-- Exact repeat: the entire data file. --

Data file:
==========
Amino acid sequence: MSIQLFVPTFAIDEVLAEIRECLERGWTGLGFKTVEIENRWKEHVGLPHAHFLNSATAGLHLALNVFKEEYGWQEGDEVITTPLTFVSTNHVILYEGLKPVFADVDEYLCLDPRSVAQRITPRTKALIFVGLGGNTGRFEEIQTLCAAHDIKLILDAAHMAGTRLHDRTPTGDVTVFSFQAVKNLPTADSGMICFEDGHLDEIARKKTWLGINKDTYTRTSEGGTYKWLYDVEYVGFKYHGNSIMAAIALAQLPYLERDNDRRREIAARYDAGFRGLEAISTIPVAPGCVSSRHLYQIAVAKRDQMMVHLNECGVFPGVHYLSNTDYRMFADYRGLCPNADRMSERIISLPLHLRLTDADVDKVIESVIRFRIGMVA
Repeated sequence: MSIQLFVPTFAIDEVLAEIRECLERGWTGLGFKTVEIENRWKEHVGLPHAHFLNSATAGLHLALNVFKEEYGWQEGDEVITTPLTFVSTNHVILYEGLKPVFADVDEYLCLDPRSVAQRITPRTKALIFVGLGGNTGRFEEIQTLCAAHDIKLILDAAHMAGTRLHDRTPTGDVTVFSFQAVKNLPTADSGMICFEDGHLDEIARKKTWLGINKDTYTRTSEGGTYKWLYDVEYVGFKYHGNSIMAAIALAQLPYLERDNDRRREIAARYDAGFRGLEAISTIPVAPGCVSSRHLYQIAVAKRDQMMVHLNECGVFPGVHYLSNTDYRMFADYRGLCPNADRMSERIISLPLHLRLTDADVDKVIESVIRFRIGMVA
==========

Amino acid sequence: MSIQLFVPTFAIDEVLAEIRECLERGWTGLGFKTVEIENRWKEHVGLPHAHFLNSATAGLHLALNVFKEEYGWQEGDEVITTPLTFVSTNHVILYEGLKPVFADVDEYLCLDPRSVAQRITPRTKALIFVGLGGNTGRFEEIQTLCAAHDIKLILDAAHMAGTRLHDRTPTGDVTVFSFQAVKNLPTADSGMICFEDGHLDEIARKKTWLGINKDTYTRTSEGGTYKWLYDVEYVGFKYHGNSIMAAIALAQLPYLERDNDRRREIAARYDAGFRGLEAISTIPVAPGCVSSRHLYQIAVAKRDQMMVHLNECGVFPGVHYLSNTDYRMFADYRGLCPNADRMSERIISLPLHLRLTDADVDKVIESVIRFRIGMVA
Repeated sequence: MSIQLFVPTFAIDEVLAEIRECLERGWTGLGFKTVEIENRWKEHVGLPHAHFLNSATAGLHLALNVFKEEYGWQEGDEVITTPLTFVSTNHVILYEGLKPVFADVDEYLCLDPRSVAQRITPRTKALIFVGLGGNTGRFEEIQTLCAAHDIKLILDAAHMAGTRLHDRTPTGDVTVFSFQAVKNLPTADSGMICFEDGHLDEIARKKTWLGINKDTYTRTSEGGTYKWLYDVEYVGFKYHGNSIMAAIALAQLPYLERDNDRRREIAARYDAGFRGLEAISTIPVAPGCVSSRHLYQIAVAKRDQMMVHLNECGVFPGVHYLSNTDYRMFADYRGLCPNADRMSERIISLPLHLRLTDADVDKVIESVIRFRIGMVA